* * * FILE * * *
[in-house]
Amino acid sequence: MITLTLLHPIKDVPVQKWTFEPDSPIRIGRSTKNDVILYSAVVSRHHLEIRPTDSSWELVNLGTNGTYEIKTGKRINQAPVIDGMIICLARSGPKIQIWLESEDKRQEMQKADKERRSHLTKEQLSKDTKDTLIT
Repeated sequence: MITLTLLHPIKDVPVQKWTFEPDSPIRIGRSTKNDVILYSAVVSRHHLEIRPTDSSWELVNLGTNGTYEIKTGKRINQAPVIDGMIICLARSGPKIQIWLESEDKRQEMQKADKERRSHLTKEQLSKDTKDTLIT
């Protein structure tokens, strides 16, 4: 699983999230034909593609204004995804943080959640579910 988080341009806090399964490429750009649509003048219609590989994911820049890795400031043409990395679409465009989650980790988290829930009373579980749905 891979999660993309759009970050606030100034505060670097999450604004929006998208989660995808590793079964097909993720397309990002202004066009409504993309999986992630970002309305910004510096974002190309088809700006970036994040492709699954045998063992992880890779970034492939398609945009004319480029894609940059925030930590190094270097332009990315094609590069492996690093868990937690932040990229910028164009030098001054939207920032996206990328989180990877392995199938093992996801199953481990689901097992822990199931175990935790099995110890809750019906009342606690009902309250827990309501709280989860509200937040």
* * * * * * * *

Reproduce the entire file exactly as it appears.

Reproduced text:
[in-house]
Amino acid sequence: MITLTLLHPIKDVPVQKWTFEPDSPIRIGRSTKNDVILYSAVVSRHHLEIRPTDSSWELVNLGTNGTYEIKTGKRINQAPVIDGMIICLARSGPKIQIWLESEDKRQEMQKADKERRSHLTKEQLSKDTKDTLIT
Repeated sequence: MITLTLLHPIKDVPVQKWTFEPDSPIRIGRSTKNDVILYSAVVSRHHLEIRPTDSSWELVNLGTNGTYEIKTGKRINQAPVIDGMIICLARSGPKIQIWLESEDKRQEMQKADKERRSHLTKEQLSKDTKDTLIT
């Protein structure tokens, strides 16, 4: 699983999230034909593609204004995804943080959640579910 988080341009806090399964490429750009649509003048219609590989994911820049890795400031043409990395679409465009989650980790988290829930009373579980749905 891979999660993309759009970050606030100034505060670097999450604004929006998208989660995808590793079964097909993720397309990002202004066009409504993309999986992630970002309305910004510096974002190309088809700006970036994040492709699954045998063992992880890779970034492939398609945009004319480029894609940059925030930590190094270097332009990315094609590069492996690093868990937690932040990229910028164009030098001054939207920032996206990328989180990877392995199938093992996801199953481990689901097992822990199931175990935790099995110890809750019906009342606690009902309250827990309501709280989860509200937040």